Tunisia's elections: Who's in the running?

Karem Yehia inTunisia, Saturday 25 Oct 2014

Tunisia's imminent parliamentary elections constitute a litmus test of how far — if it all — the political ground has shifted since the 2011 uprisng against Ben Ali

Polling agents watch as a man places his vote at the primary polling station during a simulation exercise one week before the October 26 parliamentary elections in Tunis October 18, 2014 (Photo: Reuters)

Over five million Tunisian citizens have registered to participate in the country's forthcoming parliamentary elections, more than the number that registered for the country's 2011 elections, according to the Independent High Electoral Commission (Instance Supérieure Indépendante pour les Élections – ISIE).

However, the scene in Tunis City doesn't give the impression that Tunisia is just hours away from its second legislative elections since the 2011 popular revolt, with the government specifying particular sites for election campaigns posters. The vote will see 1,327 electoral lists in 27 electoral districts contested.

Harder to explain is the relative lack of political discussion among Tunisian citizens.

Candidates & political blocs

Tunisia's awaited elections will end the three-year transitional phase that started after the ouster of president Zine Al-Abidine Ben Ali in 2011.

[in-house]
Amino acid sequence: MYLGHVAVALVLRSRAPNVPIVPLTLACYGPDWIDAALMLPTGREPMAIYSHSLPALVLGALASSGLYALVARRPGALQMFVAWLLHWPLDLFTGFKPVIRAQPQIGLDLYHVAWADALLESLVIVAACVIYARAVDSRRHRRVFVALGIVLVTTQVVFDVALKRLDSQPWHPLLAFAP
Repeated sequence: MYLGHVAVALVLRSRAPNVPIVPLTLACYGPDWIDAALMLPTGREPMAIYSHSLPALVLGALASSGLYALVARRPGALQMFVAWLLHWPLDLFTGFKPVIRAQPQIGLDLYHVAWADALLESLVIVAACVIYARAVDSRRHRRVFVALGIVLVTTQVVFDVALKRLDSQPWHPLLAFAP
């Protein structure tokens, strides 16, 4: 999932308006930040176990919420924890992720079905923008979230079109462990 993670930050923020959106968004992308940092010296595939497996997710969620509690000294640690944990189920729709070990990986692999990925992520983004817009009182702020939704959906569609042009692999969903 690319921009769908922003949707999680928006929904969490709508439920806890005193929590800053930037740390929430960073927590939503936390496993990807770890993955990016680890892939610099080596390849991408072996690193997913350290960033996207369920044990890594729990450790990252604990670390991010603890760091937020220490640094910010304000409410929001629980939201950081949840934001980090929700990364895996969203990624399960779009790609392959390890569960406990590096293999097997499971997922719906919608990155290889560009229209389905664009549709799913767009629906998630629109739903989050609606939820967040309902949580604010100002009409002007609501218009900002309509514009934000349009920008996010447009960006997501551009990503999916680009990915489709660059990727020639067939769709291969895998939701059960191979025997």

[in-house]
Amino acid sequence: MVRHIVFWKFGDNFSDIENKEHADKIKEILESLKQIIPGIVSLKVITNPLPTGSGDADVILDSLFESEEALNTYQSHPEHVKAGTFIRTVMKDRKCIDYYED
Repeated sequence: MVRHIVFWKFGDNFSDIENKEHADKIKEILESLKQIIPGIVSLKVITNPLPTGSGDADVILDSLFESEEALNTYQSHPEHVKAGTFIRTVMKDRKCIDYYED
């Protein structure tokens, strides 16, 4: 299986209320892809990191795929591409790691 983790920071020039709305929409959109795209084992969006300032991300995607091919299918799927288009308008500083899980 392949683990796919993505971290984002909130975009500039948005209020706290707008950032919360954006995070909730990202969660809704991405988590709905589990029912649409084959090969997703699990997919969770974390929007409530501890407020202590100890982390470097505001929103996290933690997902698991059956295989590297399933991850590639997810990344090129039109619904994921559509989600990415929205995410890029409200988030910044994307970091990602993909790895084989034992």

Ennahda, an Islamist party under the leadership of Rachid Ghannouchi, secured a majority with 41 percent of seats in the post-Ben Ali constituent assembly elections of the same year.

After the elections, Ennahda headed a "troika" coalition government with two secular parties, President Moncef Al-Marzouki's Congress for the Republic Party (CPR) and the Democratic Forum for Labour and Liberties Party (Ettakatol).

However, political clashes with other parties over Ennahda's perceptions about Islam and the killing of two opposition figures – Chokri Belaid and Mohamed Brahmi – have pushed the country towards anti-government protests.

Ennahda agreed to hand over authority to a transitional government earlier this year in a deal finalised with secular parties and brokered by the Tunisian General Labor Union (UGTT).

In the meantime, academic and political expert Al-Sadeq Belaid told Ahram Online that predicting the actual turnout is far from easy, and even harder to say how people will vote.

Belaid said that people came to regret their choice of Ennahda in 2011. "But we can't ignore that Ennahda still has a large popular base," Belaid added.

Before moratorium on campaigning began, the Ennahda Party and the rival Neda Tunis ("Call of Tunisia") Party headed by Beiji Caid Essebsi – who served as the head of parliament under president Ben Ali – were both engaged in a flurry of conferences and public events. Most predict that both parties will be in the front lines of the election.

These two aside, the other parties' conferences seemed pale, even the Popular Front headed by leftist Hamma Hamamy, appearing unlikely to put up a strong showing in the elections.

There are four parties that could win third place, and all four are headed by symbols of the Ben Ali regime. They are called the "constitutional parties," in a nod to the Constitutional Democratic Rally, dissolved after Ben Ali's ouster.

The four parties could organise a constitutional alliance in parliament. But Zouhair Hamdy, leader of the Popular Front, said "the Tunisians will not bring Ben Ali's regime back."